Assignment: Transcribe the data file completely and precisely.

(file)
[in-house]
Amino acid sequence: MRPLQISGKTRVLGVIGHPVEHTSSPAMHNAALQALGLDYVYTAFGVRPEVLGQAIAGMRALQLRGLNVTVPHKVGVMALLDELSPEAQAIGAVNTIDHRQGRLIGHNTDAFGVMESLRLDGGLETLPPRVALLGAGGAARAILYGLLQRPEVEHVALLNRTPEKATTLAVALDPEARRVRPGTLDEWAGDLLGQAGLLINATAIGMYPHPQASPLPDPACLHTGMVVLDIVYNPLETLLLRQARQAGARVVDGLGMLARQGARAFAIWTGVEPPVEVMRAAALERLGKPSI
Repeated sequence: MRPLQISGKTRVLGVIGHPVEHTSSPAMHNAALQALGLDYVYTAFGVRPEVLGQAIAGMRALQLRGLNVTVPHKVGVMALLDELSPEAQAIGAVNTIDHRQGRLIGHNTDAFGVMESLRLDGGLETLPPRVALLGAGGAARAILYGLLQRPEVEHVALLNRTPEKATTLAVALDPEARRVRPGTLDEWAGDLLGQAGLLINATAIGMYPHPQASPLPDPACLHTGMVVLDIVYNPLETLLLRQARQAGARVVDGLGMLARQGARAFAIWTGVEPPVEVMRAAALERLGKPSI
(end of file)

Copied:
[in-house]
Amino acid sequence: MRPLQISGKTRVLGVIGHPVEHTSSPAMHNAALQALGLDYVYTAFGVRPEVLGQAIAGMRALQLRGLNVTVPHKVGVMALLDELSPEAQAIGAVNTIDHRQGRLIGHNTDAFGVMESLRLDGGLETLPPRVALLGAGGAARAILYGLLQRPEVEHVALLNRTPEKATTLAVALDPEARRVRPGTLDEWAGDLLGQAGLLINATAIGMYPHPQASPLPDPACLHTGMVVLDIVYNPLETLLLRQARQAGARVVDGLGMLARQGARAFAIWTGVEPPVEVMRAAALERLGKPSI
Repeated sequence: MRPLQISGKTRVLGVIGHPVEHTSSPAMHNAALQALGLDYVYTAFGVRPEVLGQAIAGMRALQLRGLNVTVPHKVGVMALLDELSPEAQAIGAVNTIDHRQGRLIGHNTDAFGVMESLRLDGGLETLPPRVALLGAGGAARAILYGLLQRPEVEHVALLNRTPEKATTLAVALDPEARRVRPGTLDEWAGDLLGQAGLLINATAIGMYPHPQASPLPDPACLHTGMVVLDIVYNPLETLLLRQARQAGARVVDGLGMLARQGARAFAIWTGVEPPVEVMRAAALERLGKPSI